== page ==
Earlier this week I wrote about whether you should focus your sights solely on law schools with sports law certificates. Another question I’ve received lately is with regards to law school rankings and whether they matter.
Is there really a difference between higher- and lower-tiered law schools?
Yes, in my personal experience there was a difference. I say this as someone who went to a fourth-tier law school and then transferred to a first-tier. There’s a big difference, primarily in the number of traditional law firms that come on campus to interview students, the average pay for students after graduation, and the number of students employed in law after graduation. There are a number of ways to research this data and compare schools. One I’ve been introduced to recently is Law School Transparency. (I have not verified any of the site’s information and provide the link only so you can investigate yourself.)
Here’s what I can tell you about my experience going to both schools: Far more of my classmates at the first-tier school graduated with jobs. Most of my friends from my first-tier school made more money out of school than my friends from the fourth-tier school. Lastly, more of my peers from the first-tier law school passed the bar exam – although it’s worth noting the fourth-tier school was in CA where the bar exam passage rate is lower overall than it is in FL where my first-tier school was located.
Perhaps the best thing I can do here is explain to you why I transferred from my fourth-tier law school to a first-tier law school….
I bombed my LSAT. Not once, but twice. The LSAT and I just weren’t friends. (Luckily, the bar exam and I got along much better!) The first time I applied to law school, I didn’t get into a single school I applied to, because I’d only applied to first- and second-tier law schools. I thought my undergraduate record, well-written essay and resume with legal experience would help me overcome the poor LSAT score. I was wrong.
So, I took a year off and worked in a law firm, then I applied again to schools throughout all four tiers. I was accepted into four of the fourth-tier law schools and one third-tier law school. I visited 2 of the 4, and I’d been to the city of the 3rd school. I went with my gut and picked the one where I felt the best during my campus visit. In terms of job prospects they’d all seemed equal, and I feel the same looking back in hindsight.
I knew from day one I wanted to do well enough to transfer to a better school. My aunt is a recruiter at a fairly large and reputable law firm, and she made it clear I’d never work at any of the firms I was targeting from any of the fourth-tier schools. (As a point of clarification, I was targeting medium and large law firms with six-figure salaries. Job prospects vary greatly based on the type of job you want after graduation.) I also chatted with partners at several different law firms I thought I might want to work at one day, and each told me I’d never even get an interview coming from any of those fourth-tier schools. The bottom line is that firms of that size rarely hire outside of on-campus interviews, and those firms didn’t come on my fourth-tier campus.
The best advice I can give you would be to decide where you think you’d want to work (in terms of location) and what type of job you want, then check out the list of firms and organizations that do on-campus interviews at the school you’re considering. If you don’t see any of the places you’d want to work, then you’re probably not looking at the right school.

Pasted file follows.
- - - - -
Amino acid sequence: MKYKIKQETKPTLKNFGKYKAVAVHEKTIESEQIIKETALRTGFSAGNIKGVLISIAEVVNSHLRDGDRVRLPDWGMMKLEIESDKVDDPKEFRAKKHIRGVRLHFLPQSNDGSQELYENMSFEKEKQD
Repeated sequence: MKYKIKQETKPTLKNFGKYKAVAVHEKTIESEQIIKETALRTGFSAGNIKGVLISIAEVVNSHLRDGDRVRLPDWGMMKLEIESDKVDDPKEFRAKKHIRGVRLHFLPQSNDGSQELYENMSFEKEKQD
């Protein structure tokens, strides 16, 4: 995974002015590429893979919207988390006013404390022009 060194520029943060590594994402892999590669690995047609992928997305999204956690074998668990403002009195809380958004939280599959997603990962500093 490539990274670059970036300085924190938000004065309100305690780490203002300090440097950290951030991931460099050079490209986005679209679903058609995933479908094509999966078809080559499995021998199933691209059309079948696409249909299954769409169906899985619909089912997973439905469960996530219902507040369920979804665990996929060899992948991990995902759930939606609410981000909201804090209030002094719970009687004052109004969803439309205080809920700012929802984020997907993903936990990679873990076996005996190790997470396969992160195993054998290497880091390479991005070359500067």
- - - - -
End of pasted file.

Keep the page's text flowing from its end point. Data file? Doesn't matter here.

When I was growing up, my dream was to attend Emory School of Law. Imagine my elation when they accepted me as a transfer applicant after my first year of law school. Wait, you’re thinking…I didn’t go to Emory, I went to University of Florida Law. Yep, I turned down my dream school. Why? Because I did my research and found that more of the firms where I wanted to work came on campus at UF than at Emory. Had I wanted to go work in DC or NYC or somewhere else out of the region, I think Emory would have been the right choice. However, more of the Atlanta law firms that interested me interviewed students down at UF, so I went to UF. There was actually a huge contingent of UF attorneys at both my first and third law firms in Atlanta. Despite being in Florida, UF places really well in Atlanta (or did in 2007).
Beyond looking at on-campus interview schedules, reach out to people who work at the firm or organization you hope to be with after graduation. Ask them how your school decision will impact your ability to work there. Partners I reached out to (who were mostly alumni of my undergraduate institution) didn’t sugarcoat it – they told me the truth, even when it was negative.
I have met successful and intelligent people from schools ranked all over the map. When I was studying for the bar exam, I knew the material from my first-year courses at my fourth-tier better than my friend who’d gone to an Ivy League law school. Her school had focused more on theory than black letter law, which she surmised was because they mostly groomed students to become law professors. I’m not surmising that you can’t get a great education at a school just because it’s ranked in the lower half of the law schools in this country. I am, however, telling you there’s a difference in your job prospects after graduation. Depending on what you want to do, that might matter.
The situation gets even more complicated if a lower-ranked school is offering you more money than a higher-ranked school. You have to weigh that against your job and salary prospects after graduation. I may have a post examining this more in-depth soon.
My goal with this post was to give you the tools to research and ask the right questions as you choose between schools of different tiers. I’m happy to answer any additional questions you want to leave in the comments.